Alexandre von Salzmann was a pioneer of Light as a vehicle to the edge of the invisible and a pathway to Being. Salzmann shied away from the limelight, acting as an hidden engine behind many world-class events and a collaborator of the leading lights of the XX century theatre scene. Praised by Artaud, Bernard Shaw, Gordon Craig, Rilke, Kandinsky, Buber, Nijinsky, Stanislavsky, Claudel, Pitoeff, Jouvet and many others, he was the protagonist in the shadows between the end of the XIX and the first thirty years of the XX centuries, from Georgia to Central Asia to Northern Europe and USA. But it was in Hellerau, at the Dalcroze Institute, that his work both as a lighting system inventor of genius and as a set designer was definitively recognized in whole Europe. Salzmann, convinced that we all can see, but we don’t know how, unless we have true visual experiences, believed in a Light regulated solely by music and, for the Gluck’s “Orpheus and Eurydice” 1912-13 performances, developed a lighting system conceived as a luminous pentagram. Salzmann’s Science of Light, which contains the secret of a lost language for a theatre that goes beyond the five senses, converges with Gurdjieff’s Science of Movement. Peter Brook, a key witness, once revealed me the reasons why. That, I will also share with you.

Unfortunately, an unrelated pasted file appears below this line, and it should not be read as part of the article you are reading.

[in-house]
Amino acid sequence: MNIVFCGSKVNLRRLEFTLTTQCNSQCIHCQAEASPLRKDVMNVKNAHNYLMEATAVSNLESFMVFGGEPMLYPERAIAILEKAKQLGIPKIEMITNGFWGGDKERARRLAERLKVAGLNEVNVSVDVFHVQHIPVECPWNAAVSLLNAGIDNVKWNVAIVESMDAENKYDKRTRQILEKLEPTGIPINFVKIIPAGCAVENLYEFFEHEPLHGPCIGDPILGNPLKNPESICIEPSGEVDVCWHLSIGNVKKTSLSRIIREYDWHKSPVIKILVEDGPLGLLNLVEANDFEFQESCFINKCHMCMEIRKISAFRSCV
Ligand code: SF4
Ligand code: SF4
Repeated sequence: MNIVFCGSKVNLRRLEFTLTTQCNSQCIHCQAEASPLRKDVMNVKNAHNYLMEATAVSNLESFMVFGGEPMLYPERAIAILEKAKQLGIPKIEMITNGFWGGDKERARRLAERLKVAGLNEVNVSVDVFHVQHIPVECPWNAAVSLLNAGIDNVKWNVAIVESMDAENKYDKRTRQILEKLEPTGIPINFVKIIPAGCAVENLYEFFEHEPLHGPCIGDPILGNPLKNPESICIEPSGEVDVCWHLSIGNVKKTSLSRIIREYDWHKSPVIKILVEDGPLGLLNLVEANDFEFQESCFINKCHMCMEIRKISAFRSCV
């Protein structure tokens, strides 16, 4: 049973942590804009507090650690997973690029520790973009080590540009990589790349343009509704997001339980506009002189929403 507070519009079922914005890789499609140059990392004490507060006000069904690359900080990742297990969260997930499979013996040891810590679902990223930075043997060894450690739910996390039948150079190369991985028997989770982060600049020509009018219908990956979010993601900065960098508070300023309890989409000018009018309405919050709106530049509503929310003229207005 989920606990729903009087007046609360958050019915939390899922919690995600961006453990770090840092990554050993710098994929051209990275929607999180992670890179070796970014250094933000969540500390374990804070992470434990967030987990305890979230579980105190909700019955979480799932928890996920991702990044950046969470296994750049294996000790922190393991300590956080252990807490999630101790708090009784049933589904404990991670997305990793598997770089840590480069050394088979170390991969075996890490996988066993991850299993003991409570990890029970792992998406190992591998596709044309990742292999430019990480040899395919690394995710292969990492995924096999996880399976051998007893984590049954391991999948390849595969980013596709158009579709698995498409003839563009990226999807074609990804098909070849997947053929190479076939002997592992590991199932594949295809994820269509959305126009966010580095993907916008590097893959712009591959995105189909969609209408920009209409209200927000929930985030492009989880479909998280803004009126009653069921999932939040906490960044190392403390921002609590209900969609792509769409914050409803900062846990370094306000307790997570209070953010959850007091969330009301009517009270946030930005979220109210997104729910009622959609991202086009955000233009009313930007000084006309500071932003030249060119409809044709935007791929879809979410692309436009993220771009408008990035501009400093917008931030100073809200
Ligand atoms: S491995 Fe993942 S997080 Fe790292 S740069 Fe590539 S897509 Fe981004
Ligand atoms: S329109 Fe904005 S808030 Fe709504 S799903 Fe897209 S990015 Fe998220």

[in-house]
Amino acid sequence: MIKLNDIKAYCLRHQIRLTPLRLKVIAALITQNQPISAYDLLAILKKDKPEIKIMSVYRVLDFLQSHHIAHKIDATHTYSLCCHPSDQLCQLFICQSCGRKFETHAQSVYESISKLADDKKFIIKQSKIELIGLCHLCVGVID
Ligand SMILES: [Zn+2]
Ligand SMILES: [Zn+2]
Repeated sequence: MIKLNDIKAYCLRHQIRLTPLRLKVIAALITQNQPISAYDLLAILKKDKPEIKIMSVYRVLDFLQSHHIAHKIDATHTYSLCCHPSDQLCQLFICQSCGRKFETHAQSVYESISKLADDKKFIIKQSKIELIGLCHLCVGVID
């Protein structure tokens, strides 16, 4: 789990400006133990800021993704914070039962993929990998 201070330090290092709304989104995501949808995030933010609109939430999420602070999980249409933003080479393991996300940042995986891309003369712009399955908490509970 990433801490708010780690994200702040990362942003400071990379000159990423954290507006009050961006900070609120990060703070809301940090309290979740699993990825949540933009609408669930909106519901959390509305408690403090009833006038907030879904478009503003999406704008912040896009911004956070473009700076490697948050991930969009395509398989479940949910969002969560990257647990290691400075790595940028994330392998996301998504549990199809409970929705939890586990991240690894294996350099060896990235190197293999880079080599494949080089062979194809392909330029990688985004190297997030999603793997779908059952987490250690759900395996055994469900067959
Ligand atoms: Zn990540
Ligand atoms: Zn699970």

Storica del teatro, è dottore di ricerca presso le Università di Roma Tre e Paris III/Sorbonne Nouvelle. Ha pubblicato la monografia L’invisibile reso visibile (Aracne, 2013), “Alexandre Salzmann e la scena del XX secolo“ (Carocci, 2015) e saggi su riviste italiane e straniere, quali “Teatro e Storia”, “Revue d’Histoire du Théâtre”, “Bulletin de la Société Paul Claudel”.